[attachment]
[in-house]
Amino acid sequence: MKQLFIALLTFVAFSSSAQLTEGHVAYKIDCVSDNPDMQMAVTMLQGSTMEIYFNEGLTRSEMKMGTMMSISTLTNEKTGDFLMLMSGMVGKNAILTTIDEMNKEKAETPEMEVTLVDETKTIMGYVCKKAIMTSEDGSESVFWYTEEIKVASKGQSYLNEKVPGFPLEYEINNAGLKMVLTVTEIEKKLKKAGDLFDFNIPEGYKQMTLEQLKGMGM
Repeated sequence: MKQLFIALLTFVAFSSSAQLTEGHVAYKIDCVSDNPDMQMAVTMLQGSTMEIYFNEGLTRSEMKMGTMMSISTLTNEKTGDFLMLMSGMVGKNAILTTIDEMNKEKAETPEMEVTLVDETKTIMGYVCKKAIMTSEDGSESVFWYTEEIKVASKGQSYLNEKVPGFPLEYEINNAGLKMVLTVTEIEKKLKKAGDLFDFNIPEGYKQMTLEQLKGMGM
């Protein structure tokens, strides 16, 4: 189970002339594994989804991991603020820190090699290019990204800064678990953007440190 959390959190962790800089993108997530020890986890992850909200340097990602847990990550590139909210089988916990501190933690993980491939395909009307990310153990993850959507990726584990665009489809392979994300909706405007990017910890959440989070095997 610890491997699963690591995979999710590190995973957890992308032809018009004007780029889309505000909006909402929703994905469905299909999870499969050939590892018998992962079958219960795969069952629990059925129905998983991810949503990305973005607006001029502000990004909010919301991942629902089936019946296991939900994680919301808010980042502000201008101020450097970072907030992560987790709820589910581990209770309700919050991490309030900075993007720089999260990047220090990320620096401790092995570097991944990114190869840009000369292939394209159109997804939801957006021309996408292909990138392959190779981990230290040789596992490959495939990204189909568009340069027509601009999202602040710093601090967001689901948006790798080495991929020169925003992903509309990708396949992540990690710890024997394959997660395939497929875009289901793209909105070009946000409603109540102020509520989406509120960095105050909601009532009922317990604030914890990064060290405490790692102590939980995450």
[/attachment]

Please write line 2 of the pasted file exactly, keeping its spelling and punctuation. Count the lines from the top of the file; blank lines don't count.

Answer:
Amino acid sequence: MKQLFIALLTFVAFSSSAQLTEGHVAYKIDCVSDNPDMQMAVTMLQGSTMEIYFNEGLTRSEMKMGTMMSISTLTNEKTGDFLMLMSGMVGKNAILTTIDEMNKEKAETPEMEVTLVDETKTIMGYVCKKAIMTSEDGSESVFWYTEEIKVASKGQSYLNEKVPGFPLEYEINNAGLKMVLTVTEIEKKLKKAGDLFDFNIPEGYKQMTLEQLKGMGM